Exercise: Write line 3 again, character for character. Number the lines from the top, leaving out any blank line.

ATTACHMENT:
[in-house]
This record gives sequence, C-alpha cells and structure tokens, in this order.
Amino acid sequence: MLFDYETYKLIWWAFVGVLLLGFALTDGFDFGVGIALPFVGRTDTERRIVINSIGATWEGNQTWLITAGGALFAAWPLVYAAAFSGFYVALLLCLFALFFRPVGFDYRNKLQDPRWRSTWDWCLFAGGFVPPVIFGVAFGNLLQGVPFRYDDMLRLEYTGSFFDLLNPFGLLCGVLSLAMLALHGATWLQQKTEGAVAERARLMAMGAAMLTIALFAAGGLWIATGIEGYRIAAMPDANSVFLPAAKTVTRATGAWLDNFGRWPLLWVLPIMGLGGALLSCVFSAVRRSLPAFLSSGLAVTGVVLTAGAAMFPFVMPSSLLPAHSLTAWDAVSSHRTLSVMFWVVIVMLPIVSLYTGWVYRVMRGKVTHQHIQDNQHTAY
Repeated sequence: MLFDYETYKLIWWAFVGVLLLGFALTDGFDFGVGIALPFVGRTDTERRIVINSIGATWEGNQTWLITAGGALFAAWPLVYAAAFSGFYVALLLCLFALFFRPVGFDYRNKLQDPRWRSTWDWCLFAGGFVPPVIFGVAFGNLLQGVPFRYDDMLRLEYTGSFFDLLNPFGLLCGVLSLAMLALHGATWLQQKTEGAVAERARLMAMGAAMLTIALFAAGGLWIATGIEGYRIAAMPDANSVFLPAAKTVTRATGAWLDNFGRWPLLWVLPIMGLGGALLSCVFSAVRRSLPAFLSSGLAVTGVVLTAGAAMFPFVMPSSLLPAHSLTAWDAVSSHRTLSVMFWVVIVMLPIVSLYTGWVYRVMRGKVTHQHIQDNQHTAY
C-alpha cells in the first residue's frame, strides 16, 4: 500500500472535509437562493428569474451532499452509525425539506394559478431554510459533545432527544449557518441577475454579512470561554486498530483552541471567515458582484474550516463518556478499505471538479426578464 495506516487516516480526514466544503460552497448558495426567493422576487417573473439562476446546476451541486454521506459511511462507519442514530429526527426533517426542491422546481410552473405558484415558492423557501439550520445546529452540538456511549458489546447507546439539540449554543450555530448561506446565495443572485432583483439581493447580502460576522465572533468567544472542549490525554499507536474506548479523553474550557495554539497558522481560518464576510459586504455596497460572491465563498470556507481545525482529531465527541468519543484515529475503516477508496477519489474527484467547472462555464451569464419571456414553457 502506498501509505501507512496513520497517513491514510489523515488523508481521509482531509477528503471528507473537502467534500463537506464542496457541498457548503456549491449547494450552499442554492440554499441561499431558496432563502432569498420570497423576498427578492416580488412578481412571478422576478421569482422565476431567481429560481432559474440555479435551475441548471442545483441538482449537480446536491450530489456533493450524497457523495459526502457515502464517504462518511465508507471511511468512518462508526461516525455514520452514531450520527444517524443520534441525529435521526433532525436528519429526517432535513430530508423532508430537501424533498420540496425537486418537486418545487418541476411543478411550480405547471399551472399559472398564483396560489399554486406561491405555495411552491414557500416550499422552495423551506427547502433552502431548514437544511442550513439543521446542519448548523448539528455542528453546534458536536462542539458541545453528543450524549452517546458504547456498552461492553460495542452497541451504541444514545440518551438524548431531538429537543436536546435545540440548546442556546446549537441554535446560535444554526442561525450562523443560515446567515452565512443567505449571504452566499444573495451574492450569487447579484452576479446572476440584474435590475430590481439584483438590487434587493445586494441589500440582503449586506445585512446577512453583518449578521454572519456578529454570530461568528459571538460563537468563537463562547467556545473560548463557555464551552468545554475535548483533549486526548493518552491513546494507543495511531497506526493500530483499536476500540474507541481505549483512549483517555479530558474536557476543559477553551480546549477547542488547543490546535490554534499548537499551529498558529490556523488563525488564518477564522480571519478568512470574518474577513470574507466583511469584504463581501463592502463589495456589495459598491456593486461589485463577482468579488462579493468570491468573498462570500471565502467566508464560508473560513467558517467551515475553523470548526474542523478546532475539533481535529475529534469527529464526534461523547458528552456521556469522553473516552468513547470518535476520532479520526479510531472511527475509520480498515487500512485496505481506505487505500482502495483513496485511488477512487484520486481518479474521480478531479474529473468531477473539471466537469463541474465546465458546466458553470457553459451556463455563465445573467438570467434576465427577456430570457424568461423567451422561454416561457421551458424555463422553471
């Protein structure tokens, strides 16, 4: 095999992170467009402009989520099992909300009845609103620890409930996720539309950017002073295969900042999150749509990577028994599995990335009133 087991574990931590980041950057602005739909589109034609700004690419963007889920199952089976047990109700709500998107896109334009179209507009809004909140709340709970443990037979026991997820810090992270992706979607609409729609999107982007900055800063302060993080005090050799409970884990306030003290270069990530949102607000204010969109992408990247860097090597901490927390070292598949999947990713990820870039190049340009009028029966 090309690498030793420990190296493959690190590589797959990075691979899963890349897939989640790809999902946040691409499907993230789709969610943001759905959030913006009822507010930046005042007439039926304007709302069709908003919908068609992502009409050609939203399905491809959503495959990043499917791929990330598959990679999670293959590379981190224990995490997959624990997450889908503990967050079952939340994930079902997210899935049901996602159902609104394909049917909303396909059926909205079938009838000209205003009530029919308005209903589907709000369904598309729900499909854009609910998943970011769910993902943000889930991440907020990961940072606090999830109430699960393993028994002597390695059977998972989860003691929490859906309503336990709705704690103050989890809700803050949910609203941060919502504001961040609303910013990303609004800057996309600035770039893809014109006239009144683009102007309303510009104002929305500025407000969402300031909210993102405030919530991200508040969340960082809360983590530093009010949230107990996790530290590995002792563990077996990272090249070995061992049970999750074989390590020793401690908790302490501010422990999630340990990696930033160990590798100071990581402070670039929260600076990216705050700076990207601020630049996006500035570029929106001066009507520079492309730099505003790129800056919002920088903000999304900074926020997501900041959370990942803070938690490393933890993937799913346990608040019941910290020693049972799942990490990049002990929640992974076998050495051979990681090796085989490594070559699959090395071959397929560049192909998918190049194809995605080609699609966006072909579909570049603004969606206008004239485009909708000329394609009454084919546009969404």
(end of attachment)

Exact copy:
Amino acid sequence: MLFDYETYKLIWWAFVGVLLLGFALTDGFDFGVGIALPFVGRTDTERRIVINSIGATWEGNQTWLITAGGALFAAWPLVYAAAFSGFYVALLLCLFALFFRPVGFDYRNKLQDPRWRSTWDWCLFAGGFVPPVIFGVAFGNLLQGVPFRYDDMLRLEYTGSFFDLLNPFGLLCGVLSLAMLALHGATWLQQKTEGAVAERARLMAMGAAMLTIALFAAGGLWIATGIEGYRIAAMPDANSVFLPAAKTVTRATGAWLDNFGRWPLLWVLPIMGLGGALLSCVFSAVRRSLPAFLSSGLAVTGVVLTAGAAMFPFVMPSSLLPAHSLTAWDAVSSHRTLSVMFWVVIVMLPIVSLYTGWVYRVMRGKVTHQHIQDNQHTAY